On 14 September, 2012, Europe’s regional registry also started to use its last remaining /8. The policy in force states that, from that moment on, the maximum assignment size is a /22. The original announcements from RIPE can be found at the following links:
ARIN, LACNIC and AfriNIC
These three registries have not yet reached their last /8 block and there are different estimates as to when each RIR will begin to use their reserve block. One of the better known projected RIR address pool exhaustion date estimates is the one prepared by Geoff Huston and available at the following link: IPv4 Address Report: http://www.potaroo.net/tools/ipv4/index.html
RIR Address Pool Exhaustion Dates:
Addresses in RIR Pool (/8s)
This information can be seen in graphic form at the following link: http://www.potaroo.net/tools/ipv4/plotend.png
In turn, LACNIC has its own IPv4 exhaustion date projections: http://www.lacnic.net/web/lacnic/reporte-direcciones-ipv4
As we can see, an important part of the global Internet is based in regions where the regional registries have already exhausted their IPv4 resources and where new IPv4 requests now face strict restrictions. Moreover, based on the projections cited above, we can safely assume that during the second half of the upcoming year most of the Internet will have insufficient IPv4 resources. For all of the above, we should begin thinking that the IPv4 protocol is exhausted and start thinking of an IPv6-based Internet. In our region, particularly, we should consider that we only have a year and a half to adopt the new version of the IP protocol and thus avoid the problems associated with IPv4 exhaustion.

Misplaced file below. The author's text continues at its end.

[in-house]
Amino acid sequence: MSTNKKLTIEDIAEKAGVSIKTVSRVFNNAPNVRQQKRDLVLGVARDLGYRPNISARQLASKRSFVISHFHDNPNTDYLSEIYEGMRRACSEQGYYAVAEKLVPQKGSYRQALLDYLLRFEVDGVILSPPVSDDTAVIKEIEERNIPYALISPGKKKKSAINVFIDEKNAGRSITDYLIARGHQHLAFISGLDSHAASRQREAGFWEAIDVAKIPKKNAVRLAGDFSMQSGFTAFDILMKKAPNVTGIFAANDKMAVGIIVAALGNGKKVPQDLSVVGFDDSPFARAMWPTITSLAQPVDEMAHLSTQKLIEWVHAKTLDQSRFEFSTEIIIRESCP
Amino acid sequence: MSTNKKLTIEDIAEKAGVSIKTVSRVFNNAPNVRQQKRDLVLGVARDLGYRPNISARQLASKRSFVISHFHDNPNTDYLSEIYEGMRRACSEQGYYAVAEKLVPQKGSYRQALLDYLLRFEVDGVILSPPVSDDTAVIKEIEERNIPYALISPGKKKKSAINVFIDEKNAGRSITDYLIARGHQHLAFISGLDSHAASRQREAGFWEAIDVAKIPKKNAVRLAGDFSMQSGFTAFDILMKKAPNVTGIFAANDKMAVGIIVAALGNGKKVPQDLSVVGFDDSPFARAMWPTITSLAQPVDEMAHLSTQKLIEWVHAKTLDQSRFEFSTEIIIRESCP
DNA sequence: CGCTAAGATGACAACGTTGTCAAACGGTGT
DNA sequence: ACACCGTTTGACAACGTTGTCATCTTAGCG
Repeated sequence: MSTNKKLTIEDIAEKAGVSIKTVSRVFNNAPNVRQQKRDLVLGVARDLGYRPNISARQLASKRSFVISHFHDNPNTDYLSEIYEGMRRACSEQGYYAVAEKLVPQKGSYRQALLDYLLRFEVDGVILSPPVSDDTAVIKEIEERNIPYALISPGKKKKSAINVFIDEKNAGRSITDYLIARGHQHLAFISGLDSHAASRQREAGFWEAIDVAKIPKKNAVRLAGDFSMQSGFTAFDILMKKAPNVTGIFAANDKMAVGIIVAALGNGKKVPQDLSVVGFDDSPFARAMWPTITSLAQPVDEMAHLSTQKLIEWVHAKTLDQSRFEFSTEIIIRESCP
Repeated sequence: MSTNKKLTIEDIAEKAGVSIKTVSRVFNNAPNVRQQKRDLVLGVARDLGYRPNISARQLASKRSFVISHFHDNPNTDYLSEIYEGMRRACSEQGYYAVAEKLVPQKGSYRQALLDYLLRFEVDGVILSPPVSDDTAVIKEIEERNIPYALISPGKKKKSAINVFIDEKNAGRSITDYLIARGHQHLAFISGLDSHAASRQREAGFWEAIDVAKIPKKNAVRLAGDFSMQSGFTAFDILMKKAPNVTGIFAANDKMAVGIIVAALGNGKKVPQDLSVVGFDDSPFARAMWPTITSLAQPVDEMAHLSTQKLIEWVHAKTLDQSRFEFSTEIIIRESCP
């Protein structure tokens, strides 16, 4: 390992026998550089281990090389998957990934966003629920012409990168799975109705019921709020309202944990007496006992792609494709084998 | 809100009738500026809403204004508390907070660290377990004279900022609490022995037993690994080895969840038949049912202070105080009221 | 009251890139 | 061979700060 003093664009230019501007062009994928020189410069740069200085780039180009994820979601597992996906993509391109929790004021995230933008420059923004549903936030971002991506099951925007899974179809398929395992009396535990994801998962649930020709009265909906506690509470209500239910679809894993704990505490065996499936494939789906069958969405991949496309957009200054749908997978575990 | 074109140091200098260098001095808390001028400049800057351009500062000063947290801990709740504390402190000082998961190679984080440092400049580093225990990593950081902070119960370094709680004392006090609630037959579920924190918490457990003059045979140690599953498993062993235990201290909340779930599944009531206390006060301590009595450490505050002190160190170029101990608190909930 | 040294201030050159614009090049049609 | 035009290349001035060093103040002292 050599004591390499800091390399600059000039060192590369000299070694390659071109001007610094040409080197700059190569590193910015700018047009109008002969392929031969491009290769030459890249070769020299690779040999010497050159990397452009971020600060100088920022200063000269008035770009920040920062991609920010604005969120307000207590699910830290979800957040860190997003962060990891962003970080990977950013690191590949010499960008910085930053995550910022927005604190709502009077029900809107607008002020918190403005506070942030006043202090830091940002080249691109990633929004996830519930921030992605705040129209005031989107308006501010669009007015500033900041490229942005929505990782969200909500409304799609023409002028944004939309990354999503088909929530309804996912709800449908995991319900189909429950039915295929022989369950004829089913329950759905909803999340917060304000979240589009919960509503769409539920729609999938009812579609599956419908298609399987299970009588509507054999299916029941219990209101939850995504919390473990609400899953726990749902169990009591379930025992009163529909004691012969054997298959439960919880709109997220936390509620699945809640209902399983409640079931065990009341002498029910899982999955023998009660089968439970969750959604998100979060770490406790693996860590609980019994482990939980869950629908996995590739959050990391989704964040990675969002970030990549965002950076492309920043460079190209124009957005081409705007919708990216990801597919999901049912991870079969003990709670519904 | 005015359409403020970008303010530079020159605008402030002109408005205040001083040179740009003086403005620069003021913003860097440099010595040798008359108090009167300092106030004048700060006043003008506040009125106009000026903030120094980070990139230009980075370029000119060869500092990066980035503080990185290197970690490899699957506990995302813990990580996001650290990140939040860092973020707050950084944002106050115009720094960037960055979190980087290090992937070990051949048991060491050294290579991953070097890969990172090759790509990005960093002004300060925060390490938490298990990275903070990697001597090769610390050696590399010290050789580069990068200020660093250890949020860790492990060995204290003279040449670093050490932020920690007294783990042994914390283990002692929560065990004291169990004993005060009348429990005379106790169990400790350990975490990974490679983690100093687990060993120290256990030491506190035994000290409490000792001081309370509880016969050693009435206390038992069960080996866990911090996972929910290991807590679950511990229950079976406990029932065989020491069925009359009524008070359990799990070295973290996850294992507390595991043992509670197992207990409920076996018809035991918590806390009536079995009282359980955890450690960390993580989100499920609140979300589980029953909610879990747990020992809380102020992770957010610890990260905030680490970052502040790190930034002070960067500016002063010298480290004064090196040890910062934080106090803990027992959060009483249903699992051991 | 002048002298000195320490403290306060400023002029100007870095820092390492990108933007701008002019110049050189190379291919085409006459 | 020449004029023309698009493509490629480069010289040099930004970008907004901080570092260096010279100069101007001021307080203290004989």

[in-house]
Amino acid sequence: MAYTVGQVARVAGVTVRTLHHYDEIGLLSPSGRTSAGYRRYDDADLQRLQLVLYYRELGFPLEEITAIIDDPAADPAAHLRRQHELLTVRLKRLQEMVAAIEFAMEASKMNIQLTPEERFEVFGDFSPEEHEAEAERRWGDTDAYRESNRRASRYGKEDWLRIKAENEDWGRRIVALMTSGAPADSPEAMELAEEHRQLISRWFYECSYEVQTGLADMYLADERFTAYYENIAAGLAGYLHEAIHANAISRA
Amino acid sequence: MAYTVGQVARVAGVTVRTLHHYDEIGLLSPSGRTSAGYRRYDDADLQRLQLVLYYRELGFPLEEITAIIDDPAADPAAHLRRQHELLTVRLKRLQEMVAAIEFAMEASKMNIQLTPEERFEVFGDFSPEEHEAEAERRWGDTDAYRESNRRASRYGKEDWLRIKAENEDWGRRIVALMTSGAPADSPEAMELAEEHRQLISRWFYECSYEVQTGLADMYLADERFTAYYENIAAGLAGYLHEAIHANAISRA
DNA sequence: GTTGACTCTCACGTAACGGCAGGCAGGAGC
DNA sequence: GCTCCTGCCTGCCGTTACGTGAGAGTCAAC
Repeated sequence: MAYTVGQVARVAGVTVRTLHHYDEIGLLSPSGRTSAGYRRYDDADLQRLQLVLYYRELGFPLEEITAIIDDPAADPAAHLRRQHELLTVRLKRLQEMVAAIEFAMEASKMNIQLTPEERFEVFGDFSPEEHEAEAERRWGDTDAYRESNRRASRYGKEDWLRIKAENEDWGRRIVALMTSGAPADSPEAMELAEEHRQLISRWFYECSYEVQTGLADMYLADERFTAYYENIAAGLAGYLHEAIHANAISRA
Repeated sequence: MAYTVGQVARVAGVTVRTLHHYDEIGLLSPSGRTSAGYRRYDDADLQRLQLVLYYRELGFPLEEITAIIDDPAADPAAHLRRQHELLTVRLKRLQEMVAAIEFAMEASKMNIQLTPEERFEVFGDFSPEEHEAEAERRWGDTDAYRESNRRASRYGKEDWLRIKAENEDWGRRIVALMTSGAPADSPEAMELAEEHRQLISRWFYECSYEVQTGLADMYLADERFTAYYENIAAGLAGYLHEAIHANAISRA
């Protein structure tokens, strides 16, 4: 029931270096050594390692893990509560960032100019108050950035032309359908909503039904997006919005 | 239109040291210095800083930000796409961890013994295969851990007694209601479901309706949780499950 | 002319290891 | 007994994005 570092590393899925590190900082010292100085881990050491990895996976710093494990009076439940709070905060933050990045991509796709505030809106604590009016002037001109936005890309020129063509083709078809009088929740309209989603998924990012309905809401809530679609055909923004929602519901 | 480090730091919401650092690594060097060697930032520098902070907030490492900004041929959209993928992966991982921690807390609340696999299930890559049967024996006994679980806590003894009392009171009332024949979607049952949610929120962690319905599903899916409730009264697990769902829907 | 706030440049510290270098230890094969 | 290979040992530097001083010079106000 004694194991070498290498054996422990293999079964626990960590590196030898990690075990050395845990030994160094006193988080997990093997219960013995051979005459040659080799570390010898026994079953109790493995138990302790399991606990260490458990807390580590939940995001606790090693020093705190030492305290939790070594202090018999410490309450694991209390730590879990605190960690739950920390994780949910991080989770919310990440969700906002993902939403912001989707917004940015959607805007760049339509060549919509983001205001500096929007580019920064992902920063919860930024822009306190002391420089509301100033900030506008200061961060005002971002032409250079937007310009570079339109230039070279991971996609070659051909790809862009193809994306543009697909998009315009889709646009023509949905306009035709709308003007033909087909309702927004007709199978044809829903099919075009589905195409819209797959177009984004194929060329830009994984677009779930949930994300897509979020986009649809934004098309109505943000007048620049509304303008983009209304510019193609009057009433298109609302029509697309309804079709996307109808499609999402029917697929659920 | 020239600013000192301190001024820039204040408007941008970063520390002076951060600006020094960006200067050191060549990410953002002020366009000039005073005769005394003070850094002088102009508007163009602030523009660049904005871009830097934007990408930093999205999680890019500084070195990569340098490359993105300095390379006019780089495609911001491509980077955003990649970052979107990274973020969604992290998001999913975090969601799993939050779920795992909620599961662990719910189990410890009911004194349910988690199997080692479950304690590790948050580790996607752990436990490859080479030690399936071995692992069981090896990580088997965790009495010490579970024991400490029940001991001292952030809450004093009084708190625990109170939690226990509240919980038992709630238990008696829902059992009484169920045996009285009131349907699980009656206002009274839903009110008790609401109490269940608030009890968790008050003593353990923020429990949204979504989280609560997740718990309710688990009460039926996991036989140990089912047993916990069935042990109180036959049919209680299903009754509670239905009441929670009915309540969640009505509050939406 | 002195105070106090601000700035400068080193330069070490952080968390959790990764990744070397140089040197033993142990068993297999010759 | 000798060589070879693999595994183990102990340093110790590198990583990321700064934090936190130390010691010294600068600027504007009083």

Global IPv6 & Next Generation Internet Summit / China
abr 17, 2014 - abr 18, 2014
LACNIC 21 / Cancun, Mexico
may 4, 2014 - may 9, 2014
Der IPv6-Kongress / Frankfurt
may 22, 2014 - may 23, 2014